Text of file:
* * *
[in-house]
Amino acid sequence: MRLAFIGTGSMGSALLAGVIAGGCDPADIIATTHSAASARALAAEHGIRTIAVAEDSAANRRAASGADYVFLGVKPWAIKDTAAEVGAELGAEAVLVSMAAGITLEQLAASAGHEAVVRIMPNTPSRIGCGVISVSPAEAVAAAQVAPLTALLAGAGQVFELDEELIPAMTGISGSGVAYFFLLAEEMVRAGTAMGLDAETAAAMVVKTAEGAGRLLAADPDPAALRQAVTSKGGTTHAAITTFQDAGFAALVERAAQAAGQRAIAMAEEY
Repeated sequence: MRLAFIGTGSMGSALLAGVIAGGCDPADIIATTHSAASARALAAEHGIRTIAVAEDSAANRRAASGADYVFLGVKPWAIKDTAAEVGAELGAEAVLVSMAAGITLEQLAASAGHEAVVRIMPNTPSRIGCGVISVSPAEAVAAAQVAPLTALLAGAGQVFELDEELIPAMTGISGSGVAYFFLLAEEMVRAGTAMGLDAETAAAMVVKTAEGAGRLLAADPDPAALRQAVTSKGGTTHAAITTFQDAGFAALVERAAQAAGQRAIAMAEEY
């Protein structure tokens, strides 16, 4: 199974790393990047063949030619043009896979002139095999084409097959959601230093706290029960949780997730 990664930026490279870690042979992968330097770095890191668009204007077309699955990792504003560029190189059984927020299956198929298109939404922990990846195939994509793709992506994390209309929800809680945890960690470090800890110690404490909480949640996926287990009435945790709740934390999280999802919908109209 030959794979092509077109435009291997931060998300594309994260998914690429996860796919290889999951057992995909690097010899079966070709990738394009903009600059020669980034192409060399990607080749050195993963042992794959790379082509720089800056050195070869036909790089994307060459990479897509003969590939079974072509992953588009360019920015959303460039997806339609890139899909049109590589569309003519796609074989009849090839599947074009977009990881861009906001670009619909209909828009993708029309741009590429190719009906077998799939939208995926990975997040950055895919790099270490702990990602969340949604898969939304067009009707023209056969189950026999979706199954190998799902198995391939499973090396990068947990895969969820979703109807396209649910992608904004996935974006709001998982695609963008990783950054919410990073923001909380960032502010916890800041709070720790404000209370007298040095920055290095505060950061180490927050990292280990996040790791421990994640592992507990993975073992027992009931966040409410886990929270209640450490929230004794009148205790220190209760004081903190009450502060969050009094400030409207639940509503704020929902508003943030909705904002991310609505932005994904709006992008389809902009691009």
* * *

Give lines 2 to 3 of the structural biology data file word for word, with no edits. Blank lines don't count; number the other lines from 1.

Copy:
Amino acid sequence: MRLAFIGTGSMGSALLAGVIAGGCDPADIIATTHSAASARALAAEHGIRTIAVAEDSAANRRAASGADYVFLGVKPWAIKDTAAEVGAELGAEAVLVSMAAGITLEQLAASAGHEAVVRIMPNTPSRIGCGVISVSPAEAVAAAQVAPLTALLAGAGQVFELDEELIPAMTGISGSGVAYFFLLAEEMVRAGTAMGLDAETAAAMVVKTAEGAGRLLAADPDPAALRQAVTSKGGTTHAAITTFQDAGFAALVERAAQAAGQRAIAMAEEY
Repeated sequence: MRLAFIGTGSMGSALLAGVIAGGCDPADIIATTHSAASARALAAEHGIRTIAVAEDSAANRRAASGADYVFLGVKPWAIKDTAAEVGAELGAEAVLVSMAAGITLEQLAASAGHEAVVRIMPNTPSRIGCGVISVSPAEAVAAAQVAPLTALLAGAGQVFELDEELIPAMTGISGSGVAYFFLLAEEMVRAGTAMGLDAETAAAMVVKTAEGAGRLLAADPDPAALRQAVTSKGGTTHAAITTFQDAGFAALVERAAQAAGQRAIAMAEEY